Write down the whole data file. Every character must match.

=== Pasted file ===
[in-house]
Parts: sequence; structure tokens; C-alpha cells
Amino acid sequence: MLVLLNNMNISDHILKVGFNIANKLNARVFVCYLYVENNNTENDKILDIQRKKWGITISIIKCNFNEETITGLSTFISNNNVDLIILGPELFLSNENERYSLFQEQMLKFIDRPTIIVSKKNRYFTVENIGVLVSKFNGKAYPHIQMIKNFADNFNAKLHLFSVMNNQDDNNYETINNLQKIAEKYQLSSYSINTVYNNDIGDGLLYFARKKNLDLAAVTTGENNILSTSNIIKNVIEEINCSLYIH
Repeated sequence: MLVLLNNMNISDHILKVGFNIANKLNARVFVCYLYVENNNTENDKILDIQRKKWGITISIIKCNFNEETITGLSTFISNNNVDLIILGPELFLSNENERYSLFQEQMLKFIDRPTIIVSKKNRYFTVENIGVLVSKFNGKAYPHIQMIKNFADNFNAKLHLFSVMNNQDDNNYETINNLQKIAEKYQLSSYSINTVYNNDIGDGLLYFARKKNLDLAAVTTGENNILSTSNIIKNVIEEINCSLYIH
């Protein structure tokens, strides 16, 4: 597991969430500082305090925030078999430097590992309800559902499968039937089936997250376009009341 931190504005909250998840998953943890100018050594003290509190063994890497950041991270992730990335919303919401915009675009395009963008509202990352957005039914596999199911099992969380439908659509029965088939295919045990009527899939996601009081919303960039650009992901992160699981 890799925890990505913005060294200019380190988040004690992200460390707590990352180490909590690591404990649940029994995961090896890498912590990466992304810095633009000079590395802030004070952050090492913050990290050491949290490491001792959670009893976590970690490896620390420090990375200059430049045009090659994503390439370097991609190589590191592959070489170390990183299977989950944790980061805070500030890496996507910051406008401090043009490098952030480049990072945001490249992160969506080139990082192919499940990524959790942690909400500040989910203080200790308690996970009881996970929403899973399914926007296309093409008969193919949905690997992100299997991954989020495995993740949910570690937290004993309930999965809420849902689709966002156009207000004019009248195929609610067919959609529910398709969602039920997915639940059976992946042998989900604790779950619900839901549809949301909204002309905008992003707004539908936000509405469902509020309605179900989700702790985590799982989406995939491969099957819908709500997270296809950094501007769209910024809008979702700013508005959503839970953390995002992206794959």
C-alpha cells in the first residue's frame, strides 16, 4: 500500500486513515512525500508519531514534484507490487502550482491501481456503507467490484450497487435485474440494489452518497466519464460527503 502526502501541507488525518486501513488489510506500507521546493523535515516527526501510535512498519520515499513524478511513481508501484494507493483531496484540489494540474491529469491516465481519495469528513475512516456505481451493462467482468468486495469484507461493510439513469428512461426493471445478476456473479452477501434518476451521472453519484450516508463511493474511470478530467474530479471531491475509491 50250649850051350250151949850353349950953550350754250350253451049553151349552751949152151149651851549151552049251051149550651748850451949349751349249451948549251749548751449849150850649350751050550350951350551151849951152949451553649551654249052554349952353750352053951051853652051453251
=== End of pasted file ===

[in-house]
Parts: sequence; structure tokens; C-alpha cells
Amino acid sequence: MLVLLNNMNISDHILKVGFNIANKLNARVFVCYLYVENNNTENDKILDIQRKKWGITISIIKCNFNEETITGLSTFISNNNVDLIILGPELFLSNENERYSLFQEQMLKFIDRPTIIVSKKNRYFTVENIGVLVSKFNGKAYPHIQMIKNFADNFNAKLHLFSVMNNQDDNNYETINNLQKIAEKYQLSSYSINTVYNNDIGDGLLYFARKKNLDLAAVTTGENNILSTSNIIKNVIEEINCSLYIH
Repeated sequence: MLVLLNNMNISDHILKVGFNIANKLNARVFVCYLYVENNNTENDKILDIQRKKWGITISIIKCNFNEETITGLSTFISNNNVDLIILGPELFLSNENERYSLFQEQMLKFIDRPTIIVSKKNRYFTVENIGVLVSKFNGKAYPHIQMIKNFADNFNAKLHLFSVMNNQDDNNYETINNLQKIAEKYQLSSYSINTVYNNDIGDGLLYFARKKNLDLAAVTTGENNILSTSNIIKNVIEEINCSLYIH
């Protein structure tokens, strides 16, 4: 597991969430500082305090925030078999430097590992309800559902499968039937089936997250376009009341 931190504005909250998840998953943890100018050594003290509190063994890497950041991270992730990335919303919401915009675009395009963008509202990352957005039914596999199911099992969380439908659509029965088939295919045990009527899939996601009081919303960039650009992901992160699981 890799925890990505913005060294200019380190988040004690992200460390707590990352180490909590690591404990649940029994995961090896890498912590990466992304810095633009000079590395802030004070952050090492913050990290050491949290490491001792959670009893976590970690490896620390420090990375200059430049045009090659994503390439370097991609190589590191592959070489170390990183299977989950944790980061805070500030890496996507910051406008401090043009490098952030480049990072945001490249992160969506080139990082192919499940990524959790942690909400500040989910203080200790308690996970009881996970929403899973399914926007296309093409008969193919949905690997992100299997991954989020495995993740949910570690937290004993309930999965809420849902689709966002156009207000004019009248195929609610067919959609529910398709969602039920997915639940059976992946042998989900604790779950619900839901549809949301909204002309905008992003707004539908936000509405469902509020309605179900989700702790985590799982989406995939491969099957819908709500997270296809950094501007769209910024809008979702700013508005959503839970953390995002992206794959």
C-alpha cells in the first residue's frame, strides 16, 4: 500500500486513515512525500508519531514534484507490487502550482491501481456503507467490484450497487435485474440494489452518497466519464460527503 502526502501541507488525518486501513488489510506500507521546493523535515516527526501510535512498519520515499513524478511513481508501484494507493483531496484540489494540474491529469491516465481519495469528513475512516456505481451493462467482468468486495469484507461493510439513469428512461426493471445478476456473479452477501434518476451521472453519484450516508463511493474511470478530467474530479471531491475509491 50250649850051350250151949850353349950953550350754250350253451049553151349552751949152151149651851549151552049251051149550651748850451949349751349249451948549251749548751449849150850649350751050550350951350551151849951152949451553649551654249052554349952353750352053951051853652051453251